In some cases, like Iceland, that brought the prime minister to his knees, is a concrete response to the public indignation. By and large the general reaction was similar to the model of Cameron’s style: deny any wrongdoing, and just wait for the fury to go die down.

The Panama Papers had of course a very prominent space in the media, where the issue was alive for several days (but never more than five). The media put very little effort into looking beyond the Panama Papers and to find out the real situation of the fiscal paradise. Had they done so, a very uncomfortable truth would have emerged: the same countries who speak publicly against such paradise, do very little to eliminate them.

For instance, according to the Panama papers, it emerges that more than half of the ghost companies created by Mossack-Fonseca were registered in the British Virgin Islands. It works there like in Panama: a company pays a fee to register and an annual fee after that (always less than 500 US dollars), and by law the company will have to pay taxes only on the activities realized in the country. It suffices to not have any commercial activity in Panama or in any other fiscal paradise to be completely out of the grip of local tax authorities.

It is clear that the Virgin Islands are a British territory, like the Bahamas, Bermuda, Turk and Caicos, and therefore London could oblige these territories to comply with the international laws on transparency and accountability. The Panama Papers are just, “one firm in one place” says the economist Gabriel Zucman, author of “The Hidden Wealth of Nations: The Scourge of Tax Havens.” So, it cannot be representative of what is happening in the whole world”. The total amount of registered firms avoiding taxation is not really known. In fact, Zucman estimates that the tax heavens are now sheltering a staggering 7.6 trillion dollars, or 8% of the world’s financial wealth. And he draws attention to the fact that the United Sates is a major fiscal paradise, just after Switzerland and Hong Kong, according to the Financial Secrecy Index published by the Tax Justice Network, based in Washington.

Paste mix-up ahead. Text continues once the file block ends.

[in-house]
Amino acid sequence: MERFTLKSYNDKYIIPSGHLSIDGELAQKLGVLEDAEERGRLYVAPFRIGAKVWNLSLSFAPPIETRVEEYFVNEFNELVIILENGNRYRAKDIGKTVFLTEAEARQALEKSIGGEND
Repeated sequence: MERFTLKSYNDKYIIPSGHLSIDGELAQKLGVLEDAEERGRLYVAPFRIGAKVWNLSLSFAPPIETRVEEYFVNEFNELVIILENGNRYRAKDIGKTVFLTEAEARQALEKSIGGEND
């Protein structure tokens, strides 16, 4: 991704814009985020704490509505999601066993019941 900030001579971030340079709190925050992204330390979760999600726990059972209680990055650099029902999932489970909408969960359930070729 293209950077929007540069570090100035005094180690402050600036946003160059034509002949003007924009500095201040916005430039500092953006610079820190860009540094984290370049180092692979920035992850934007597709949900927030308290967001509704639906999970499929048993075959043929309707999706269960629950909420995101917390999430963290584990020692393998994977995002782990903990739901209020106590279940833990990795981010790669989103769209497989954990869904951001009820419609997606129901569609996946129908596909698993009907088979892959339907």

And here comes a very good example of double standards. After it became evident that Swiss banks were hiding American capital (for which the US Treasury hit them with a heavy fine), in 2010 the US passed the Foreign Account Tax Compliance Act, which requires all financial firms in the world to surrender details about Americans with offshore accounts. But the US has refused to be part of any agreement for exchanging financial information with other countries.